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Italy says it won't budge over budget

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 Italy says it won't budge over budget
Italy's Interior MinisterMatteo Salvini speaks during a press conference in Rome on October 8, 2018. Photo: Alberto Pizzoli/AFP
15:45 CEST+02:00
The Italian government insisted Wednesday it would stick to budget forecasts despite a jump in borrowing costs sparked by nervous bond investors, and concerns over the numbers underlying the spending plan.

Late Tuesday, the parliament's budget office (UPB), which is charged with verifying whether the government's spending and revenue plans meet EU limits, rejected the forecasts used in the 2019 budget as too optimistic.

The independent body was created in 2014 in an effort to boost transparency and confidence in public finances.

The government bases its budget on 1.5 percent growth, while the UPB expects growth to reach between 1.1 and 1.3 percent, and the International Monetary Fund only sees an expansion of around 1.0 percent.

Slower growth than forecast would translate into less revenue for the government, resulting in a higher-than-planned deficit, in turn raising concerns at EU headquarters.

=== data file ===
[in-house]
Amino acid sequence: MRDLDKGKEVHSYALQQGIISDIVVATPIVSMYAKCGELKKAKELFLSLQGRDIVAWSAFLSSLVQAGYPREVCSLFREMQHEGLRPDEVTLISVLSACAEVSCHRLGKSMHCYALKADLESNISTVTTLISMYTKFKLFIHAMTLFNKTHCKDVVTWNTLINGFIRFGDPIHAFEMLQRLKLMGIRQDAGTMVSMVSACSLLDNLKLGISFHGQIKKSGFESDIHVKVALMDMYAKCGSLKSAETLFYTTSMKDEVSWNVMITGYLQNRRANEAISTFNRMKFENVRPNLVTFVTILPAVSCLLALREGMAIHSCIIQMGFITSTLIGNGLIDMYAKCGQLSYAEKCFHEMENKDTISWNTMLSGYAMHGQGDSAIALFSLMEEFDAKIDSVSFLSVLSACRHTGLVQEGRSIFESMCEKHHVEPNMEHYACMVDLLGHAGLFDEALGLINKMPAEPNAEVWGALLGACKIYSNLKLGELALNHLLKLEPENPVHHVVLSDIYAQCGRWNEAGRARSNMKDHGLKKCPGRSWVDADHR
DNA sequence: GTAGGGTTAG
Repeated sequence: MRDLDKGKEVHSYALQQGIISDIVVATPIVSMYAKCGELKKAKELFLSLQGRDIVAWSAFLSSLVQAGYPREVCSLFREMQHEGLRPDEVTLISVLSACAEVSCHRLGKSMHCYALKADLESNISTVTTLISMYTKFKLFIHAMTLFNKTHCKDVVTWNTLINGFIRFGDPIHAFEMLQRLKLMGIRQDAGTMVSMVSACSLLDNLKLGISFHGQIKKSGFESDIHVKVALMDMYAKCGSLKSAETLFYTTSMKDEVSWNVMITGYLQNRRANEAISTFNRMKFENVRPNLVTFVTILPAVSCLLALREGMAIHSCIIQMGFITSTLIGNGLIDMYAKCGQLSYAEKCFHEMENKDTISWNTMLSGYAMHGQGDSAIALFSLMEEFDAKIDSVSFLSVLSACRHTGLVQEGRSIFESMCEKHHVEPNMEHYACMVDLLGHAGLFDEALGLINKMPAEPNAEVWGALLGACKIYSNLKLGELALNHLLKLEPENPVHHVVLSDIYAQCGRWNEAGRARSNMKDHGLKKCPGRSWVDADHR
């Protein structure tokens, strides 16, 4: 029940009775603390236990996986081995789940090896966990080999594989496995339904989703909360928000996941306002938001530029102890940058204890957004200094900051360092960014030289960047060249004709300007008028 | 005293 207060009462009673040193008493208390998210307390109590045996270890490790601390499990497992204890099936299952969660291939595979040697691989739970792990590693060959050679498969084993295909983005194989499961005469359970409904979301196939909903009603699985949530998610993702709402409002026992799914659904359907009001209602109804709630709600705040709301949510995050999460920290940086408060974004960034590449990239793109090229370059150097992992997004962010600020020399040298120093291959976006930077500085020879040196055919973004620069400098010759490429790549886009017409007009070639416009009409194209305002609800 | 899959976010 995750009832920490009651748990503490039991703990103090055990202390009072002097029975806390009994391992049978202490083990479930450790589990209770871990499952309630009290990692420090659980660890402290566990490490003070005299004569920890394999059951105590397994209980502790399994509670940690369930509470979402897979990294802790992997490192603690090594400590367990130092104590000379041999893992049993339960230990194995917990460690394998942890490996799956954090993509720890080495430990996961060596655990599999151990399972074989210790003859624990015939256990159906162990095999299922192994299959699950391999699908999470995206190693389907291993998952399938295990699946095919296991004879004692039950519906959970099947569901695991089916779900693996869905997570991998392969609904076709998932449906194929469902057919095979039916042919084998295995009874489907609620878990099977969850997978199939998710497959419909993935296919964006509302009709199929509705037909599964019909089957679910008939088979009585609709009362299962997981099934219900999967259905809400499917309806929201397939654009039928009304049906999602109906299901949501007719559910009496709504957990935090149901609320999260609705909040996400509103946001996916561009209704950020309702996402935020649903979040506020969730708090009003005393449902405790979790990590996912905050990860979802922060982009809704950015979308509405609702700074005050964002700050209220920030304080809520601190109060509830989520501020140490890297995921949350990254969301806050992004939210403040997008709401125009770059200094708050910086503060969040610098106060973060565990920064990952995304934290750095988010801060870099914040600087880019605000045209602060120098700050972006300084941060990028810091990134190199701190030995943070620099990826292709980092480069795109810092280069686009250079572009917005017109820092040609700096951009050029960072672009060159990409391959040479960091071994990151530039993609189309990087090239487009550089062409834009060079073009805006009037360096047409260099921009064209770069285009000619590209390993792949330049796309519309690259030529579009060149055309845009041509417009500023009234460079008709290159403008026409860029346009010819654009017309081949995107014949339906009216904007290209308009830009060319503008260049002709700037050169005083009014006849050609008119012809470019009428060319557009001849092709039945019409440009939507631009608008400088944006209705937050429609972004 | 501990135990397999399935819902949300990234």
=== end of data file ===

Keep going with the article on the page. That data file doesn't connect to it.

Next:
Finance Minister Giovanni Tria told lawmakers that the UPB had based its forecast on "partial and outdated" information and confirmed the government's growth outlook.

Deputy Prime Minister Matteo Salvini, leader of the far-right League, also insisted the budget won't change.

"We won't turn and go backwards because this is a budget which aids the country. Period," he said.

READ MORE: 'Budget of change': Italy announces plans to end austerity and rack up public debt

The government's plans to increase the budget deficit next year to 2.4 percent to step up social spending has raised concerns in Brussels, which believes Rome needs to cut the deficit in order to begin reducing its massive debt, which exceeds 130 percent of annual economic output.

Italy's central bank and public accounting office have also expressed concerns about the government's budget plan.

Meanwhile, investors have sold off Italian government bonds.

Italy paid a rate of return of 0.949 percent to investors on one-year treasury bills in a placement of six billion euros on Wednesday, the highest rate in five years. 

The yield was double what it paid one month ago, and higher borrowing costs will also frustrate the government's spending plans.

The "spread", or difference between the rates on 10-year debt paid by Italy compared with those offered by fiscally conservative Germany, is a closely watched indicator of investor confidence in Rome.

It rose above the symbolic 3.0 percentage point level on Wednesday. 

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